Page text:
Apple would have hoped that the release of iOS 11.3 into the public domain would push the focus on the business and how it is continually expanding iOS and releasing updates. However, thanks to information contained within the security update, what it’s actually done is push focus well and truly back to the jailbreak community.
Apple’s web-based document, titled “About the security content of iOS 11.3,“ provides information about security issues and vulnerabilities which have been provided to Apple and which have subsequently been patched with that particular release.
One bug listed, which is given the reference CVE-2018-4143, is attributed to an individual named solely as “derrek”, with its impact described as potentially allowing “an application” which “may be able to execute arbitrary code with kernel privileges.” This is a kernel-level bug, and yes, you guessed it, it could possibly be used for an iOS 11.2.6 jailbreak.
Apple’s own security information suggests that the bug affects iPhone 5s and later, iPad Air and later, and the iPod touch 6th generation as a kernel-level issue, and is actually only one of three kernel vulnerabilities which were patched with the release of iOS 11.3.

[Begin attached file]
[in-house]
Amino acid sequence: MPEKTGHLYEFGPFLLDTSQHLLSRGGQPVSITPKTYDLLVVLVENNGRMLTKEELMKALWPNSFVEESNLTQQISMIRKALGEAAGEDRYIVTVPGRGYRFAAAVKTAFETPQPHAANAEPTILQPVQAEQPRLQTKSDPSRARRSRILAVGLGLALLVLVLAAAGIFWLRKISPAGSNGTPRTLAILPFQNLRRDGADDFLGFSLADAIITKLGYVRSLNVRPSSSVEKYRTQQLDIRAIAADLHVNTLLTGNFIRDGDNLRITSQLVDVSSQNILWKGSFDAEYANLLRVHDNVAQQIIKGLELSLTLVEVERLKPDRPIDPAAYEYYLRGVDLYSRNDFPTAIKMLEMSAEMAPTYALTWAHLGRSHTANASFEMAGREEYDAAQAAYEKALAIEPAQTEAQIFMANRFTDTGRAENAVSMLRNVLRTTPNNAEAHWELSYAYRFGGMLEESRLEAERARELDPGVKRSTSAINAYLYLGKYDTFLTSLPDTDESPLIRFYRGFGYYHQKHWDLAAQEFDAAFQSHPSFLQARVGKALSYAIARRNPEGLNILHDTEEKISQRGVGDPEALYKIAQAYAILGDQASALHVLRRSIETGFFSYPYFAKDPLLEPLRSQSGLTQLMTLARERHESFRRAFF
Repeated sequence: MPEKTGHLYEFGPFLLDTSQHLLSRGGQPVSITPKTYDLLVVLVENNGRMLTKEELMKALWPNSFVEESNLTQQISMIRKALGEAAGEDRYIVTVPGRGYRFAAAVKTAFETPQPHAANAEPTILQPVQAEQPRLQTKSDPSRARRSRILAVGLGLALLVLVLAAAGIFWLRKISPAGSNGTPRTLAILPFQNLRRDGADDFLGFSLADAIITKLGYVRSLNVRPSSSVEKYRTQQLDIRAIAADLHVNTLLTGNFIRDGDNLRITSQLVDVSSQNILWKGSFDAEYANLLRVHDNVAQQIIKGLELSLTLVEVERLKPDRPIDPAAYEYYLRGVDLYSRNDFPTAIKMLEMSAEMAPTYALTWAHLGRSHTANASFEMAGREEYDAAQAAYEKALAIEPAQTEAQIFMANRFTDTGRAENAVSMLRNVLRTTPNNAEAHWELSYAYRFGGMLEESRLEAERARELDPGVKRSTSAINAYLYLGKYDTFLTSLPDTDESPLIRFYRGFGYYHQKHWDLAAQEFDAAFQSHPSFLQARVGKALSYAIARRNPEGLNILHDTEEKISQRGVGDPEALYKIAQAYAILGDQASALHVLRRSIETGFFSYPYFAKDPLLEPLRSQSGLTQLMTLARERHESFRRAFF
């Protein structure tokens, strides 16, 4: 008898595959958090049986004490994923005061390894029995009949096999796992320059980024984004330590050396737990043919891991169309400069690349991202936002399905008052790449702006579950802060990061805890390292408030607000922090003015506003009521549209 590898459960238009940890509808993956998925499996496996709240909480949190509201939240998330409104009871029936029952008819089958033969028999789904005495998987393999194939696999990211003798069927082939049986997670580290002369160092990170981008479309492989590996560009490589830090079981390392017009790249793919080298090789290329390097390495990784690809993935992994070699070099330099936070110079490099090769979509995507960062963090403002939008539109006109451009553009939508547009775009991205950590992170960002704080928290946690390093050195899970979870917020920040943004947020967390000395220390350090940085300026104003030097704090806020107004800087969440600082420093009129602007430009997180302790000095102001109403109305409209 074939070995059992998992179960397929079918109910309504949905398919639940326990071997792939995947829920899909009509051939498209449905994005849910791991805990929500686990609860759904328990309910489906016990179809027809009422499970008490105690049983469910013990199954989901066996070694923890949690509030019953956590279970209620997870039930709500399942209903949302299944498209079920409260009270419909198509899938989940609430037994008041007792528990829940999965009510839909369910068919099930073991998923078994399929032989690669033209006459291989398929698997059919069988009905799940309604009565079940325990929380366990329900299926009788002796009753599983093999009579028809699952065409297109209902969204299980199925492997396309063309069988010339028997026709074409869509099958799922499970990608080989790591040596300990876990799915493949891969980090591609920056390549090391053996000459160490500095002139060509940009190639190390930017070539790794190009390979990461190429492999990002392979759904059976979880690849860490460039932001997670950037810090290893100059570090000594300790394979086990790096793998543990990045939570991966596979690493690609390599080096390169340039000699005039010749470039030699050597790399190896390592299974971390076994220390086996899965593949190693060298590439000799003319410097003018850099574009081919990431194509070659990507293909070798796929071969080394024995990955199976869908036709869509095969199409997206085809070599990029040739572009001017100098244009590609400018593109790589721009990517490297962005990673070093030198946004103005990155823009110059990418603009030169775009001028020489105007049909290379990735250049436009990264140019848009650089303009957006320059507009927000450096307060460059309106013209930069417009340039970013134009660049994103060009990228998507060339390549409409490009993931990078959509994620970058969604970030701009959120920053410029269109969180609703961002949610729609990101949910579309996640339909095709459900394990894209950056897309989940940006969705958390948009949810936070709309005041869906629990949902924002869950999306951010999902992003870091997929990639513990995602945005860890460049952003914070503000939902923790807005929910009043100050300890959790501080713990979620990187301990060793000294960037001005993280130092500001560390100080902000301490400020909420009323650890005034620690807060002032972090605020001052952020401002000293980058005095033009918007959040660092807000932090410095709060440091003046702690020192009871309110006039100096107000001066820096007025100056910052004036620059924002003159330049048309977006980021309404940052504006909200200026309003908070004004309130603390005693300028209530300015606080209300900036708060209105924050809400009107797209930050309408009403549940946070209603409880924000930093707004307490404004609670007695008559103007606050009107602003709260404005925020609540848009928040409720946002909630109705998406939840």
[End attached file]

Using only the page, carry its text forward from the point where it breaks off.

The finder of the big, known as derrek, or @derrekr6 on Twitter, is described as a “vulnerability researcher” on his social media profile and has promised to give more information about the vulnerability when the 90-day non-discussion period has ended. Apple makes sure that anyone providing them with bugs, and who is likely compensated for that discovery, cannot talk about the problem until 90 days after the bug was patched.
According to derrek, that gives him more time to play around with the vulnerability and hopefully extend and improve the proof-of-concept that he already has in place. From a jailbreak perspective, there’s no real guarantee that this will allow root or be one of the main components in an iOS 11.2.6 jailbreak.
turned out you need to wait with public disclosure 90 days *after* the patch was released… *sigh*
I wasn't aware of this policy and hate to backpedal, but on the bright side, i can play around with the vuln a bit longer (atm it's just a PoC)
— derrek (@derrekr6) March 30, 2018
However, for those who are heavily involved in the jailbreak community, and who aren’t particularly fussed about upgrading to iOS 11.3, and missed the boat with last public jailbreak (iOS 11.1.2 Electra) but want to have a chance of any jailbreak in future, then it could be worth restoring to iOS 11.2.6 right now while Apple is still signing that older firmware. Information regarding how to do that can be found here: How To Downgrade iOS 11.3 On Your Device [Guide].
There will be a little bit of patience involved until we know more about this vulnerability but hopefully, it could all be worth it.